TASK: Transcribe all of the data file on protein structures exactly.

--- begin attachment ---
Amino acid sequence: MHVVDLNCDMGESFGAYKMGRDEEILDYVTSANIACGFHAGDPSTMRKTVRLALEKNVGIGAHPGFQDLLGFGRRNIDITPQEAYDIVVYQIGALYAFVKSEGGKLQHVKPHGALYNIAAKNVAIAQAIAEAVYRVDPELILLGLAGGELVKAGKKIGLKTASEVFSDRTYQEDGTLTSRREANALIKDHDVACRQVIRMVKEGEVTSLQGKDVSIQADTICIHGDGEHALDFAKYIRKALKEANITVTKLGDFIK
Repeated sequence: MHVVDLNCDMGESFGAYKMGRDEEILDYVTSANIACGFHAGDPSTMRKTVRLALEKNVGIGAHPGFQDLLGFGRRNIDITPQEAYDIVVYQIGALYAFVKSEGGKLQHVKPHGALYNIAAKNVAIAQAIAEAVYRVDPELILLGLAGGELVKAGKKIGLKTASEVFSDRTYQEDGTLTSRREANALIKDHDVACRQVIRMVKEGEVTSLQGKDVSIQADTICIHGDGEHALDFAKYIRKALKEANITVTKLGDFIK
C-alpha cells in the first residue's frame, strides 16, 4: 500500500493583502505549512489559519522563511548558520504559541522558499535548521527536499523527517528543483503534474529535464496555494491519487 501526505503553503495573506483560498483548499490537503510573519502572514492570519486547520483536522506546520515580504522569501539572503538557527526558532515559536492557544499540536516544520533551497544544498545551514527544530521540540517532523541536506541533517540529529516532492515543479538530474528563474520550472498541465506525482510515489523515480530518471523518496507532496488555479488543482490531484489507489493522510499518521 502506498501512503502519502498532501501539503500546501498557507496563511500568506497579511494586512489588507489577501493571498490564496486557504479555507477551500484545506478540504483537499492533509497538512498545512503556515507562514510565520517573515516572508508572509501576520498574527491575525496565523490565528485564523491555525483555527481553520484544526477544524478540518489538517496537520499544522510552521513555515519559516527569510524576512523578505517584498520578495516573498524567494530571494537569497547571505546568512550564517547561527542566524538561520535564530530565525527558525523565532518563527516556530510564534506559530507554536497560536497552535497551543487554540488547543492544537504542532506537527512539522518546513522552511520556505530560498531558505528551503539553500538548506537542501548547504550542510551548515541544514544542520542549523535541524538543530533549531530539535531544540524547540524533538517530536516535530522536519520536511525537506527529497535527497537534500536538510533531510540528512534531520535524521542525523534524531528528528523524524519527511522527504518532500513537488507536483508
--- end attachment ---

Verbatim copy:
Amino acid sequence: MHVVDLNCDMGESFGAYKMGRDEEILDYVTSANIACGFHAGDPSTMRKTVRLALEKNVGIGAHPGFQDLLGFGRRNIDITPQEAYDIVVYQIGALYAFVKSEGGKLQHVKPHGALYNIAAKNVAIAQAIAEAVYRVDPELILLGLAGGELVKAGKKIGLKTASEVFSDRTYQEDGTLTSRREANALIKDHDVACRQVIRMVKEGEVTSLQGKDVSIQADTICIHGDGEHALDFAKYIRKALKEANITVTKLGDFIK
Repeated sequence: MHVVDLNCDMGESFGAYKMGRDEEILDYVTSANIACGFHAGDPSTMRKTVRLALEKNVGIGAHPGFQDLLGFGRRNIDITPQEAYDIVVYQIGALYAFVKSEGGKLQHVKPHGALYNIAAKNVAIAQAIAEAVYRVDPELILLGLAGGELVKAGKKIGLKTASEVFSDRTYQEDGTLTSRREANALIKDHDVACRQVIRMVKEGEVTSLQGKDVSIQADTICIHGDGEHALDFAKYIRKALKEANITVTKLGDFIK
C-alpha cells in the first residue's frame, strides 16, 4: 500500500493583502505549512489559519522563511548558520504559541522558499535548521527536499523527517528543483503534474529535464496555494491519487 501526505503553503495573506483560498483548499490537503510573519502572514492570519486547520483536522506546520515580504522569501539572503538557527526558532515559536492557544499540536516544520533551497544544498545551514527544530521540540517532523541536506541533517540529529516532492515543479538530474528563474520550472498541465506525482510515489523515480530518471523518496507532496488555479488543482490531484489507489493522510499518521 502506498501512503502519502498532501501539503500546501498557507496563511500568506497579511494586512489588507489577501493571498490564496486557504479555507477551500484545506478540504483537499492533509497538512498545512503556515507562514510565520517573515516572508508572509501576520498574527491575525496565523490565528485564523491555525483555527481553520484544526477544524478540518489538517496537520499544522510552521513555515519559516527569510524576512523578505517584498520578495516573498524567494530571494537569497547571505546568512550564517547561527542566524538561520535564530530565525527558525523565532518563527516556530510564534506559530507554536497560536497552535497551543487554540488547543492544537504542532506537527512539522518546513522552511520556505530560498531558505528551503539553500538548506537542501548547504550542510551548515541544514544542520542549523535541524538543530533549531530539535531544540524547540524533538517530536516535530522536519520536511525537506527529497535527497537534500536538510533531510540528512534531520535524521542525523534524531528528528523524524519527511522527504518532500513537488507536483508